Skip to content

Monsanto’s business in India: On Seeds and Suicides

Human rights violations and environmental hazards in India

Some 95 per cent of India’s cotton seed is controlled by Monsanto. Across the world, new seed laws are being introduced, which enforce compulsory registration of seeds. On the one hand, these measures aim at stabilizing the seed market and stock, but on the other hand force small farmers into dependency on multinational corporations – and thus into high debts.

The predominance of Monsanto with its specialization on GM seed patents has far-reaching ecological and social consequences. Besides a drastic disappearance of biodiversity, due to intensive and almost exclusive monocultural farming, India and its farmers are increasingly becoming financially dependent on giant seed corporations.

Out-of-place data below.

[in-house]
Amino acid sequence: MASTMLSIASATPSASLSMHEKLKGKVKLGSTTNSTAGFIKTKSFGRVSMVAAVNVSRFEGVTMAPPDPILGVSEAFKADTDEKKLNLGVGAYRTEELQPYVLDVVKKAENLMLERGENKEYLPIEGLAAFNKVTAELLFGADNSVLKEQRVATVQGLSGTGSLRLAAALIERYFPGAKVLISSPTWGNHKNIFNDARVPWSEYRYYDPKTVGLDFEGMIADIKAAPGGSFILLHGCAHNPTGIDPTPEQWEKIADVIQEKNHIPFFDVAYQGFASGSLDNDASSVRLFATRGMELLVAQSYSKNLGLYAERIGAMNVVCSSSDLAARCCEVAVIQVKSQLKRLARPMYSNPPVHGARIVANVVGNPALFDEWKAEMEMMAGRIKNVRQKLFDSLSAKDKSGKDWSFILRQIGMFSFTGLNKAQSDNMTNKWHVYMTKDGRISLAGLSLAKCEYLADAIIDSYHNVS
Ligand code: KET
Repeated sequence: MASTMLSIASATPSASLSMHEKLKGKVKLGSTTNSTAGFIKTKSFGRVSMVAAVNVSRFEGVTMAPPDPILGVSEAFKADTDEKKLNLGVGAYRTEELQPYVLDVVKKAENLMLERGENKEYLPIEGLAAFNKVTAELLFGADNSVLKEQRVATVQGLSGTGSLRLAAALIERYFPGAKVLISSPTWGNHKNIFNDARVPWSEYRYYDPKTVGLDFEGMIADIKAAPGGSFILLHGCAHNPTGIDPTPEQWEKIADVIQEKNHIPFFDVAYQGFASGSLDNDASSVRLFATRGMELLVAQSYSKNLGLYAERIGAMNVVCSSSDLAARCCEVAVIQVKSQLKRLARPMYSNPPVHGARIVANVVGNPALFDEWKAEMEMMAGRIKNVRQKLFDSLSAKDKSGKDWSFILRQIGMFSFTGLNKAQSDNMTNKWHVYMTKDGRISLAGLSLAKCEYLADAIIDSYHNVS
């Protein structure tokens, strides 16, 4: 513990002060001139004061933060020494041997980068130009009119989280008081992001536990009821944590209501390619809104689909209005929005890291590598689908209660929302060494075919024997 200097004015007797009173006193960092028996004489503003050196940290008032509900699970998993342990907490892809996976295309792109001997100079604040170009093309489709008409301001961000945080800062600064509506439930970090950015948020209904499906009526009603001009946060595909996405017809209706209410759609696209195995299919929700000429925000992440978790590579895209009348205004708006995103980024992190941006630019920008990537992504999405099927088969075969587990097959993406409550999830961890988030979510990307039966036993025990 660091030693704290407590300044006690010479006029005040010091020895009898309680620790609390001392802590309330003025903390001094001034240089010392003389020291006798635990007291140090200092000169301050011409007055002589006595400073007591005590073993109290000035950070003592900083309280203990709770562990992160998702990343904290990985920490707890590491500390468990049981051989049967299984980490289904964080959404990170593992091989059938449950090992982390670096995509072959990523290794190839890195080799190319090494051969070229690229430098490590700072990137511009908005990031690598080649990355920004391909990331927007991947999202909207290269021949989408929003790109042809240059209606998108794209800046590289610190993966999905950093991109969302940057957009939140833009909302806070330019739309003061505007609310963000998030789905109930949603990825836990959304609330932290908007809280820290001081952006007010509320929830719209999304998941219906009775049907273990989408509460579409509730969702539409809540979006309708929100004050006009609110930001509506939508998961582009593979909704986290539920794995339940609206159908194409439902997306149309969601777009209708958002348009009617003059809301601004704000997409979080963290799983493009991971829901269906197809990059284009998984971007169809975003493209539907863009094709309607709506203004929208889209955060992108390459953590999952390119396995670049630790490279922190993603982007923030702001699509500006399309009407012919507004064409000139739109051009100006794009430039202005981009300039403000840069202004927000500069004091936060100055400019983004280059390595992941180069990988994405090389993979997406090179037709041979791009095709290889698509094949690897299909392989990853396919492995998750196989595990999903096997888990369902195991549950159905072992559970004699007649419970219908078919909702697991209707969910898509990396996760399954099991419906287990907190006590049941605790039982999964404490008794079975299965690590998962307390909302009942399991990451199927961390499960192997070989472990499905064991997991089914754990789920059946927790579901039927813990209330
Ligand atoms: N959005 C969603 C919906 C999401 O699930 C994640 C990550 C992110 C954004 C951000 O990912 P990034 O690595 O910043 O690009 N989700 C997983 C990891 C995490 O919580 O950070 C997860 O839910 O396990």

According to Vandana Shiva, laureate of the Right Livelihood Award or the Alternative Nobel Prize in 1993, the debt trap causes a wave of suicides of small farmers each year in India. With a suicide rate exceeding a quarter of a million since 1995, India has the largest recorded rate of suicides in human history. The majority of the victims are in the cotton belt.

You can find Vandana Shiva’s full article here.

For further information: (de)